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Why the Un’taneh Tokef Scares Me and What We Can Do About It

Why the Un’taneh Tokef Scares Me and What We Can Do About It

View of Earth from space with icicles dripping from the South Pole

I have a tough time with prayer. Often, my idea of God prevents a relationship in which asking for something results in receiving it directly, or one in which blessings of thanks can be understood or appreciated easily. I also struggle to buy into the literal meaning of various prayers.

When I read a blessing praising God for freeing the captive or clothing the naked, it reminds me of the very real inequities in our criminal justice system and the crushing poverty that affects so many around the world. God has not yet freed the captive or clothed the naked, and so my prayer experience has to become abstract and metaphorical to make any sense of the words. I try to reinterpret the blessing, asking God for help to get angry at injustice and fight for sentencing reform, economic justice, and the work of repairing a broken world. But there is always a bit of a gap. I need to translate more than just the Hebrew, twisting both God and what I am talking to God about through metaphor to arrive at a place where I feel I can say the prayers honestly.

This is why I am struck by the Un’taneh Tokef, a liturgical poem that dates to before the 8th century and is prominent in the High Holiday liturgy. The poem represents God as a divine, monarchal judge, who passes judgment on us and our actions of the past year:

On Rosh HaShanah it is inscribed, And on Yom Kippur it is sealed. How many shall pass away and how many shall be born, Who shall live and who shall die, Who shall reach the end of his days and who shall not.

I struggle with an image of God as a figure who predetermines the fates of individuals. What comes next, however, the potential fates the author envisions God decreeing, come straight from my fears of the future on a warmer planet.

When the Un’taneh Tokef asks, “Who shall perish by water and who by fire,” I instantly connect. North America has recently dealt with devastating hurricanes that have taken lives, destroyed houses, and left people without necessities. These storms are made more intense and dangerous by the warming of our planet. Over the past few months, when I was back at home in Colorado, I saw unusually hazy skies and colorful sunsets. They were a cruel and ironic result of an historic number of forest fires caused by record-breaking dry summers. Although I may need to understand God through layers of metaphor, these real, visible consequences speak directly to my experiences.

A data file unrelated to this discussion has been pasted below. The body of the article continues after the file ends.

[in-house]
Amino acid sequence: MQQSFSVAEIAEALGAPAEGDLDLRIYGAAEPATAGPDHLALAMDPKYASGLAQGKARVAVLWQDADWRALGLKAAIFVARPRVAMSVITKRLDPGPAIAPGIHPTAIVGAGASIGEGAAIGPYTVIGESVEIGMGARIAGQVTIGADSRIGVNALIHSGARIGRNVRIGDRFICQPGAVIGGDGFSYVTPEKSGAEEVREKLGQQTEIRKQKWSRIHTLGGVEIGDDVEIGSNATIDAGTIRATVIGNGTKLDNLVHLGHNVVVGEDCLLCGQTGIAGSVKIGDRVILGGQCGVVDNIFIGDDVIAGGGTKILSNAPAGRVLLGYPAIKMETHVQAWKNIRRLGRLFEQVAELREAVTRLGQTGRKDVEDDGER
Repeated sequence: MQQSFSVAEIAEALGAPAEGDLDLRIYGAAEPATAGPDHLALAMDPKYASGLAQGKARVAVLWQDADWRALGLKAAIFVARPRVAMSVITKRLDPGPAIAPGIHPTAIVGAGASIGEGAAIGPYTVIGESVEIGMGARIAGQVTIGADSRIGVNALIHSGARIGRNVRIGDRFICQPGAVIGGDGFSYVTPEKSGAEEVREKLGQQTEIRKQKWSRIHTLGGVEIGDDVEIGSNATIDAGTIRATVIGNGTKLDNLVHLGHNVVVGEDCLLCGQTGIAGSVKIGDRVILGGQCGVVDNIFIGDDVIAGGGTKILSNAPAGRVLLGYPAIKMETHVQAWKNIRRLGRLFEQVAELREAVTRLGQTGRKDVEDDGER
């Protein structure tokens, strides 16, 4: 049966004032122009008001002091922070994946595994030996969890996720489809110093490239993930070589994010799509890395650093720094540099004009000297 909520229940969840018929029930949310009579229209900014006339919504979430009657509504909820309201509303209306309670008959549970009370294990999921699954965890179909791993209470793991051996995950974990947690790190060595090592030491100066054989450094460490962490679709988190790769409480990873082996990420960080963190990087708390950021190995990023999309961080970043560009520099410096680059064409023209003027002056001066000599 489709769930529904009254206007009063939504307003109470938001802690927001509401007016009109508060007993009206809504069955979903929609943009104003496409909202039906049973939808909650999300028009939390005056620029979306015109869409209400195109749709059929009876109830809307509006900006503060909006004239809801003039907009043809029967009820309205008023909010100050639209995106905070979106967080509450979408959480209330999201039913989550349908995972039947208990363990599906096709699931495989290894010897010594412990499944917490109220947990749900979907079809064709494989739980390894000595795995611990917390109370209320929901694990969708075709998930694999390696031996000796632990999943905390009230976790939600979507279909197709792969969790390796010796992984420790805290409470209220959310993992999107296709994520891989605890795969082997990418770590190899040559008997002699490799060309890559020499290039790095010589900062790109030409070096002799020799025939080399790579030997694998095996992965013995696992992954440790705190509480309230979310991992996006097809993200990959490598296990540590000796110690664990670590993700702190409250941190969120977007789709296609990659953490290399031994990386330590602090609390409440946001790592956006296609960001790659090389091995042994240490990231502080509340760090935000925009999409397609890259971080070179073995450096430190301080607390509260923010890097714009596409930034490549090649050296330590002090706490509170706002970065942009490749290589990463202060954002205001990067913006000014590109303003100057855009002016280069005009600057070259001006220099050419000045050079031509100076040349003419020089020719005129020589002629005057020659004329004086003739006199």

The Un’taneh Tokef asks “Who by famine and who by thirst?” Last week, in my new role as an Eisendrath Legislative Assistant at the Religious Action Center of Reform Judaism. I met with two interfaith partners from Lutheran and Anglican development organizations in Tanzania and Malawi. They spoke about how climate change is affecting local farmers, who are dealing with irregular rain patterns and new, migrating pests they do not know how to combat. After that meeting, the question in the poem is no longer rhetorical. Famine and thirst are real threats these farmers now face due to climate change.

The intense fear, dread, and terror the poem’s author expresses about his or her potential fate speak directly to my fears of climate change. The author’s anxiety about the future was the same anxiety I experienced when President Trump announced his intention to withdraw from the Paris Agreement, a major international climate change deal. For once, I do not have to reinterpret or reimagine the prayer to make it meaningful – and that is terrifying, strange, and unsettling.

The poem ends the stanza by comforting that “repentance, prayer, and tzedakah (using money to do the work of world-repair or, literally, justice) avert the severity of the decree.” I find that this statement, too, does not require the level of abstraction I’m used to. We know that repenting – which includes efforts to decrease our greenhouse gas emissions – will lessen the effects of climate change. We know that prayer, when it includes supporting our friends and neighbors, can help make our communities stronger and more resilient when we do face climate change’s effects. We know that tzedakah can fund projects that help protect the most disadvantaged people by helping them recover when the effects of climate change strike.

If you share my fears about a future on a warmer planet, ask your governor to meet the goals of the Paris Agreement. Doing so is one way we can repent, pray, and repair the world around climate change.

The Un’taneh Tokef scares me. The tragic ends it describes have become imminent possibilities in the world. One of the themes of the High Holidays, one highlighted by the Un’taneh Tokef, is that our actions have consequences. The consequences of failing to act on climate change worried the poet of the Un’taneh Tokef centuries ago and equally worry this 22-year-old today.

Jonah Baskin is an Eisendrath Legislative Assistant at the Religious Action Center of Reform Judaism. A native of Denver, he recently graduated with honors from the University of Chicago with degrees in public policy and environmental studies. Jonah served as president of the university’s Jewish Students’ Association and as the social justice chair on the Hillel board.

Jonah Baskin
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